Even when the rocket's core booster crashed and burned, President Donald Trump still commended SpaceX chief executive Elon Musk for the simultaneous landing of Falcon Heavy's rocket boosters.
The world's most powerful rocket was launched on Feb. 6, with three of its boosters expected to return to Earth.
However, only two made it back safely and they landed alongside each other, just several miles away from the launch pad at the Cape Canaveral Air Force Station, Florida.
As for the core booster, it plunged into the ocean at an exhilarating speed of around 300 miles per hour, damaging a couple of engines on the drone ship that was supposed to "catch" it.
Of course, the disaster generated quite a buzz that Musk had to explain its cause over social media. Nonetheless, the president focused only on SpaceX's accomplishment.
"With the rocket boosters where they're coming back down, to me, that was more amazing than watching the rocket go up because I've never seen that before," Trump says during the March 8 cabinet meeting.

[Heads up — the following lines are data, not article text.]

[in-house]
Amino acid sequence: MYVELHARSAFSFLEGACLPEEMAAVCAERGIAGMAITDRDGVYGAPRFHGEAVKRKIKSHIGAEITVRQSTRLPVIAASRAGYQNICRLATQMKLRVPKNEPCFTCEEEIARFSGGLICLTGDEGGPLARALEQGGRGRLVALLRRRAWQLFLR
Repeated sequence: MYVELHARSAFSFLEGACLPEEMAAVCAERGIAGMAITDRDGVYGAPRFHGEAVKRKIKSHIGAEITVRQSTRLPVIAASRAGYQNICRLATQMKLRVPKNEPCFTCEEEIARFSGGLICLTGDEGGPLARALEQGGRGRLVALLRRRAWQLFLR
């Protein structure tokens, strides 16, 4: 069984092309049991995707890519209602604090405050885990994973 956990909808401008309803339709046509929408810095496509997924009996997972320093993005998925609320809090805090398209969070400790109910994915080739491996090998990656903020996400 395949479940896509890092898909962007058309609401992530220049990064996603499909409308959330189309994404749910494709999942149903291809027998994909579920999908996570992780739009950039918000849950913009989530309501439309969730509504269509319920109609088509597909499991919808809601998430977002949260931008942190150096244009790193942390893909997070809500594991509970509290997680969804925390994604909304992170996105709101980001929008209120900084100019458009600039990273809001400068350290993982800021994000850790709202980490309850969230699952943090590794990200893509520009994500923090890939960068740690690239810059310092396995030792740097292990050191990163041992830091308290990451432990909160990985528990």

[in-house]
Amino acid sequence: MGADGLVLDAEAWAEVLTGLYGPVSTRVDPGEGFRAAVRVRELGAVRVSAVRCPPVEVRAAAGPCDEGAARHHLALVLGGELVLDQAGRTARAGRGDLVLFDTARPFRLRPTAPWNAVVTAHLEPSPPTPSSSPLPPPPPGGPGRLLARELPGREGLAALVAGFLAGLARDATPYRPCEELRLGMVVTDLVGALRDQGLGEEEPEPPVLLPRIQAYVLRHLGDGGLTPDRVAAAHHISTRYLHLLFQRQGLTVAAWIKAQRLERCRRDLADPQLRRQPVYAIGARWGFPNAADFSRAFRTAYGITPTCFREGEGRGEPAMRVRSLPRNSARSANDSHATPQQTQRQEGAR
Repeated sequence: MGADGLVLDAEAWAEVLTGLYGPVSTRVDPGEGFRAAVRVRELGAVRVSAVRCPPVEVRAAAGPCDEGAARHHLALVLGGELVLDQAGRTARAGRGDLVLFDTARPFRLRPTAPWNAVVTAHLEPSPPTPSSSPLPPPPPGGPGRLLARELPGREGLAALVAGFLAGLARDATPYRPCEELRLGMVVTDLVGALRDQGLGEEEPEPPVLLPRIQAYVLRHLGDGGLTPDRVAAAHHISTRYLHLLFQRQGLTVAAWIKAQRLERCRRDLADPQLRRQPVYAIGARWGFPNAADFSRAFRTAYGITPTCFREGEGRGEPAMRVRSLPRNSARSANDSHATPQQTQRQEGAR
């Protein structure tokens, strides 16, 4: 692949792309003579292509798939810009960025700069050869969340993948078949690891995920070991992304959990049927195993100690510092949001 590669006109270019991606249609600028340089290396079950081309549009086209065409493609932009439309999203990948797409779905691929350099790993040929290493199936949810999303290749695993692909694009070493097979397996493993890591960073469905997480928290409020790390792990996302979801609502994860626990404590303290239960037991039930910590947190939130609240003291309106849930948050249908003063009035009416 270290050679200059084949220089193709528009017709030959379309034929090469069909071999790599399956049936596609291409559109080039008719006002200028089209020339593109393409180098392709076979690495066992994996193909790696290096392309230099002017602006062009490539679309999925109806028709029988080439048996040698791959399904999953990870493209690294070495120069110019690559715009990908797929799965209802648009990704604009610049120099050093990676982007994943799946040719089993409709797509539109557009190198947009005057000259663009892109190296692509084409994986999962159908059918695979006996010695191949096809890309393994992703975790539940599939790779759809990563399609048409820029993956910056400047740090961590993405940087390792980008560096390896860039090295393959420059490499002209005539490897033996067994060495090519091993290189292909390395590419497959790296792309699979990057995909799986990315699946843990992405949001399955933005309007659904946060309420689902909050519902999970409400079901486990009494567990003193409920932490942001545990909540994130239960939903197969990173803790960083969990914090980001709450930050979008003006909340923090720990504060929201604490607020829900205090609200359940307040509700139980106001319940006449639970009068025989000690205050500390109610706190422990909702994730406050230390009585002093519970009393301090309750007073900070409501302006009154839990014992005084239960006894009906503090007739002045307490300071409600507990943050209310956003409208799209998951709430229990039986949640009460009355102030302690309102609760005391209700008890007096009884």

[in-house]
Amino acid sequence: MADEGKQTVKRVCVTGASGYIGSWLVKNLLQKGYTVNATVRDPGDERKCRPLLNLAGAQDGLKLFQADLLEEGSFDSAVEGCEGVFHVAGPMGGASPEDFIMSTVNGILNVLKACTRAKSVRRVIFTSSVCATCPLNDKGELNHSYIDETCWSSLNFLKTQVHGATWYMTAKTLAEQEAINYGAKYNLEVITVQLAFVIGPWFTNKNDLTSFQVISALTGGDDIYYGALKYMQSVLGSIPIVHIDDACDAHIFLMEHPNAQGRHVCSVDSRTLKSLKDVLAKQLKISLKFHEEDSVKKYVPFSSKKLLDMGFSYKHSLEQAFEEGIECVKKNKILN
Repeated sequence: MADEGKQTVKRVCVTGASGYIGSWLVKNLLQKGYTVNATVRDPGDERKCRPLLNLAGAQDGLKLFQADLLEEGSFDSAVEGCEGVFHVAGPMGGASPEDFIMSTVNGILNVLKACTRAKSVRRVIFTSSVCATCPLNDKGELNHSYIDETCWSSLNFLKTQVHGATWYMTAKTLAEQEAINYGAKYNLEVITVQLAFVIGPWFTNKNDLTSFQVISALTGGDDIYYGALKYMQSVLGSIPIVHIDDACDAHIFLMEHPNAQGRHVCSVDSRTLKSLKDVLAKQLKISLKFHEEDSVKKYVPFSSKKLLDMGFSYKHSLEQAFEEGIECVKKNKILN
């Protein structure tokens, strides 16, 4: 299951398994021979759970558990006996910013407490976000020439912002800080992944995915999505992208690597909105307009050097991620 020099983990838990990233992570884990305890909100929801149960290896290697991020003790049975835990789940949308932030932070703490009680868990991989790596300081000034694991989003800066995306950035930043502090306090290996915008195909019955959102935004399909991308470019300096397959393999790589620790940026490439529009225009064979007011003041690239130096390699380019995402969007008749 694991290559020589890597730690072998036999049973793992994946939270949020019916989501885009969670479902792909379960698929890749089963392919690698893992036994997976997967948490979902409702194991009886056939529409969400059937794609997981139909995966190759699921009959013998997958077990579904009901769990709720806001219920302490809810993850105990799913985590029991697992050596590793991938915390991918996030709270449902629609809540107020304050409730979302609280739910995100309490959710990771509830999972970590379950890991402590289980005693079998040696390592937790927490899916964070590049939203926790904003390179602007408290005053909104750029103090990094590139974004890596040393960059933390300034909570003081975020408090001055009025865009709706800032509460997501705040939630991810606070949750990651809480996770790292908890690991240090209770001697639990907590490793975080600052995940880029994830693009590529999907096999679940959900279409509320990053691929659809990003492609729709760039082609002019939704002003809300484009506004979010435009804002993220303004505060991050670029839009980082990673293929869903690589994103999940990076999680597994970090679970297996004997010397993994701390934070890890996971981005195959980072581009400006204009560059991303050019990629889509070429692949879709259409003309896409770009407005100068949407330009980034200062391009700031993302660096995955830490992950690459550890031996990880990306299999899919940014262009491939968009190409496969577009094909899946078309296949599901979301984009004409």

He particularly marveled at how the Falcon Heavy's two boosters "beautifully" returned to the planet's surface without using wings or any other mechanism.
Private Space Companies Are Saving The Government Money: Trump
At the meeting, Trump also mentions how owners of private space companies, whom he referred to as "rich guys," have a penchant for rockets. He then went on to explain why this is beneficial to the federal government.
To illustrate his point, the president cites the cost of SpaceX's Falcon Heavy launch, which amounted to $80 million.
If the government were to do it, he claims, the figures would have increased by up to 40 or 50 times more.
Despite praising the achievements of Musk's company, he reiterates that America's National Aerospace and Space Administration remains as the industry's forerunner, revealing that it's working on something novel.
Obama Advisor Agrees With Trump's Opinion On Private Investors
Kumar Garg, an advisor to former President Barack Obama, shares the same perspective as Trump regarding the collaboration of private space companies and the federal space agency.
"Amazingly, I don't disagree. Commercial space sector is pushing capability at a totally different cost factor. If NASA is listening, they should substantially expand space tech budget, rather than cutting it," he suggests in a Twitter post, March 8.
In his statement, Garg is referring to the reduced budget that was recently proposed for NASA. According to Trump's administration, cuts were made in anticipation of an increased investment from the commercial sector.